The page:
• Pastors want their church members to be disciples of Christ. We are all called to make disciples of other people (Matthew 28:19-20). Any pastor who is doing their job will teach and train, develop and challenge. Sometimes they come across as pushy, but it helps to understand their motives.
  • Pastors want their church members to grow spiritually. Preachers have the responsibility of feeding those to whom they preach. While personal growth is the responsibility of every individual, pastors want to see their members mature in their faith.
  • Pastors want their church members to spiritually reproduce. It has been said, “sheep beget sheep.” Good pastors train the members to do the work of the ministry (Ephesians 4:11-13). You will make your pastor rejoice if you become a soul winner!
  • Pastors want their church members to discover and utilize their spiritual gifts. Good church members don’t just sit in the pew. They understand that they are called by God to fulfill a ministry. If you function in your gift, you will be a great blessing to your church and pastor.
  • Pastors want their church members to experience the joy and fulfillment of being a vital part of a vibrant and growing church. A few church members prefer a small church but most people know that healthy things grow. Let’s embrace church as a dynamic and progressing organism, made alive by the Holy Spirit!

Pastors don’t intentionally use people to get what they want. At times, it may feel like members are only a means to an end – the way that the pastor can build a successful ministry. But true Pastors want only what is best; they only want what God wants for the people they serve.

When your pastor encourages you to attend church, serve and give, he or she is doing so out of a heart of love for you and a desire for your spiritual well being. Pray for your pastor because they have a difficult task. But also pray for your pastors so that they can lead the church with integrity of heart and skillful hands (Psalms 78:72).

Now, make your Pastor’s day: Do the five things listed above and watch your pastor rejoice!

Who Should Be A Pastor? (10 things a pastor must be able to do)

There are a few jokes about the perfect pastor that continue to make the rounds:

35 years old with 30 years experience.

Doesn’t dress too flashy or too trashy.

Has a lovely but modest wife, and 1.5 well-behaved children.

Can preach, teach, sing, play, administrate, cut grass, clean toilets, visit all the sick and elderly, attend all the church kids school plays and ball games and find time to pray for 3 hours every day.

These are jokes.

But it’s not funny when we see a person trying to serve as a pastor when they lack some basic necessary gifts and abilities.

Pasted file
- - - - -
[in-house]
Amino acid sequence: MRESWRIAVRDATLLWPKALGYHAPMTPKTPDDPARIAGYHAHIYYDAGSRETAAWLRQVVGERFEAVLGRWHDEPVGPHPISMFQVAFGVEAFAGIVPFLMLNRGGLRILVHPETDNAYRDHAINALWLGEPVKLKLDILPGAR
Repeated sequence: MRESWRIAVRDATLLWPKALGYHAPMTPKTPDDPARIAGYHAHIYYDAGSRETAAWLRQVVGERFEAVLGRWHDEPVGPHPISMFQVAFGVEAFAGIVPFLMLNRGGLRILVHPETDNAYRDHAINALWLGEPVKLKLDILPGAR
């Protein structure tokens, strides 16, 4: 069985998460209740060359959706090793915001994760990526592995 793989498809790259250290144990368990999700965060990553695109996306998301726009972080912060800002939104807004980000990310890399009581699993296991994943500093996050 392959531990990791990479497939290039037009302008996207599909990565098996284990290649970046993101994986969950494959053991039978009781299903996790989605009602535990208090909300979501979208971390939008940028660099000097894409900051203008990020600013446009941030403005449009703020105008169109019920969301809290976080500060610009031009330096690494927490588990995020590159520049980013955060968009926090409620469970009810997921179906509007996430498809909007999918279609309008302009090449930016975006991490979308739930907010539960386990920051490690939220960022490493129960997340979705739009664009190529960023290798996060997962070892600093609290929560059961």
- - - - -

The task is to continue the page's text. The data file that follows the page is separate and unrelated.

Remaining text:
From my 30 plus years in ministry, I have a few (10 for now) indispensable skills a successful pastor must possess. Please, let’s take some for granted. In other words, don’t scold me for omitting praying or whatever. These things are obvious. The points I want to cover may not be as obvious.

1. Must be able to personally lead someone to Christ. It is shocking to learn that some pastors have never led anyone to salvation outside of a church service. If the pastor doesn’t, the people won’t.

2. Must be able and willing, even eager, to work hard. Sometimes the work is manual, sometimes it is intellectual, but it is always strenuous. In my opinion, pastors cannot work less than 50 hours per week on average if they hope to build a growing, effective church. While we must prioritize our family and health, excessive television, golf, napping or any other “recreation” is a sign of slothfulness. Please don’t be guilty of adding to the “lazy preacher” perception. Of course the above numbers are considering full time pastors.

3. Must be humble. Arrogance, pride and an inflated ego by a pastor will destroy a ministry quickly. Get over yourself.

4. Must be a learner. Whether the education is formal or informal, there is no space for intellectual anemia. You never know it all so learn until you die. You speak on behalf of God; know what you’re talking about.

5. Must not be a racist. Now, this should be a given, but it is not. Pastors cannot discriminate against people of other races or nationalities. Mistreating anyone is not allowable. If you cannot love all people equally, and minister to anyone, you disqualify yourself from effective ministry, and perhaps Christianity altogether.

6. Must be compassionate. Some score higher on the mercy scale than others, but a hard-hearted pastor is an oxymoron. Shepherds must care.

7. Must value other generations. If you can only lead people who are close to your age, you have a very limited harvest field. If multigenerational ministry doesn’t come naturally to you, work on it. The long term effectiveness of your ministry is at stake.

8. Must not fall in love with methods, style or genres. If you simply must preach a certain way, or if you only allow a certain type of worship music, or if you insist that church ministry be conducted in your preferred method, perhaps there is an ownership problem. The ministry does not belong to you; the ministry belongs to the Lord. God never changes. But times change, people change, and what’s effective in ministry changes.

9. Must be accountable to and for others; must be responsible to and for others. Independent pastors (those who answer to no one) are operating outside of biblical guidelines. Followers should not follow this type of a leader.